I figured mine out based on my body fat percentage. In January, I weighed 170 lbs and was at 40% bf, according to my handy scale that tells me these things. (They are relatively inexpensive, and accurate within an individual - ie, they might not be objectively entirely accurate, but if it says you've lost 5% bf, it's probably right. The more evenly distributed your fat is, the more accurate they are objectively.)
So, if 40% of my body is fat, the remaining 60% is lean mass, which I want to keep. By doing lots of muscle-building exercise and eating in a way that allows me to lose mass overall, I avoid the tendency to lose muscle as well as fat (if you diet alone or just do cardio work, between 10 and 50% of your weight loss is lean mass, not fat.) So because I happen to like lifting weights, keeping that lean mass (which works out to about 98 lbs) is reasonable. My goal is 25% body fat, which is healthy but not too thin, which would put my goal weight at approximately 130 lbs.
Right now I'm at 150 lbs and 35% bf - which still works out to around 98 lbs lean mass, so I'm right on target.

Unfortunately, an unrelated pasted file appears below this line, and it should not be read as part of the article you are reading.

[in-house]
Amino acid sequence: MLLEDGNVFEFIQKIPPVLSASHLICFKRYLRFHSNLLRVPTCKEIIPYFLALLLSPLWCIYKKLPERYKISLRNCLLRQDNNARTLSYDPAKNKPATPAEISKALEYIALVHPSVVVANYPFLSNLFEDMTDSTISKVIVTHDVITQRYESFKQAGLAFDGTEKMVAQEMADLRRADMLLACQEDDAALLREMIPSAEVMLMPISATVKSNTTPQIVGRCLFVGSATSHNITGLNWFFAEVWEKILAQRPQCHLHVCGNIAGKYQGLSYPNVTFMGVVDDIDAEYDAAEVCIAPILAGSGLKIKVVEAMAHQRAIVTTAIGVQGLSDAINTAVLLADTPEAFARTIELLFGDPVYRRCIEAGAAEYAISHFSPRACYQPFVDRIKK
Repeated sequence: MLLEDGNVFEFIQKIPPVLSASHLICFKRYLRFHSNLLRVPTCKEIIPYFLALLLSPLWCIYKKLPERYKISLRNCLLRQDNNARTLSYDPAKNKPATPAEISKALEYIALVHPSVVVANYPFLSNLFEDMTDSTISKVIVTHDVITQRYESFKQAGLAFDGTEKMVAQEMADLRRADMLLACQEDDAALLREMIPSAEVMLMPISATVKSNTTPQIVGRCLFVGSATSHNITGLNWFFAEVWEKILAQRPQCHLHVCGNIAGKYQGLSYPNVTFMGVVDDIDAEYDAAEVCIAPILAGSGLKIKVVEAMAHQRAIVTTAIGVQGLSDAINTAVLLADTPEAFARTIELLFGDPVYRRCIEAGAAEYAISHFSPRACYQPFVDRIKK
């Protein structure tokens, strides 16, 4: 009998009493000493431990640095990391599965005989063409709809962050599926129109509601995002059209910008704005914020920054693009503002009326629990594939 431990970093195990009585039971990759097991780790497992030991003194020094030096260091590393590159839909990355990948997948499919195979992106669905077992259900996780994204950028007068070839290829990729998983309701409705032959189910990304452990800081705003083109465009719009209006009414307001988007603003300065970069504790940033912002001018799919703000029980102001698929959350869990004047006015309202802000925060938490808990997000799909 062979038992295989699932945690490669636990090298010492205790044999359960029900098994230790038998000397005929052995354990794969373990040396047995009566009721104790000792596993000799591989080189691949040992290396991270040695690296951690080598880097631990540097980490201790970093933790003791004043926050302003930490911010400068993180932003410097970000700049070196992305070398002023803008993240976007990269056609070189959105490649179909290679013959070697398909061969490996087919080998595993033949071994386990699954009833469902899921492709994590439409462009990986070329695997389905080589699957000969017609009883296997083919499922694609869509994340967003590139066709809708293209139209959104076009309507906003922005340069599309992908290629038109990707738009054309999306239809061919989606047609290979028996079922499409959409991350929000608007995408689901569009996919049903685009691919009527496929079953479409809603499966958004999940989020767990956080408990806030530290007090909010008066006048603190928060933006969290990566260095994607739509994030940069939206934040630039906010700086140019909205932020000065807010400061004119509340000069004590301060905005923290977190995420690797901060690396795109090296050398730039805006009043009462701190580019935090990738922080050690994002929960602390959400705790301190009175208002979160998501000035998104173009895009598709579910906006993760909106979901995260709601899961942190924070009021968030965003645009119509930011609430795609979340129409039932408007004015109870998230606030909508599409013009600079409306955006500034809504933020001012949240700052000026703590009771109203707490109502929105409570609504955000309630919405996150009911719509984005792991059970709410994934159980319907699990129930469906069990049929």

In a nutshell - find out your current body fat, calculate how much lean mass you have, decide on a good body fat percentage goal (generally 20-30% is healthy, for women), factor in your weight loss style (are you likely to maintain or lose lean body mass?) and go from there. It's more complicated than just picking a number, but it's also likely to give you a more realistic goal.
Also - I found that I have much more lean mass than I did pre-baby - children make muscle! Especially if you carry them a lot. Pre-baby I weighed around 127 but my body fat was over 30% - so only 87 lbs lean body mass. And I worked out a lot then, too. So it's entirely reasonable that after 4 babies you will weigh more, but it's not necessarily a bad thing.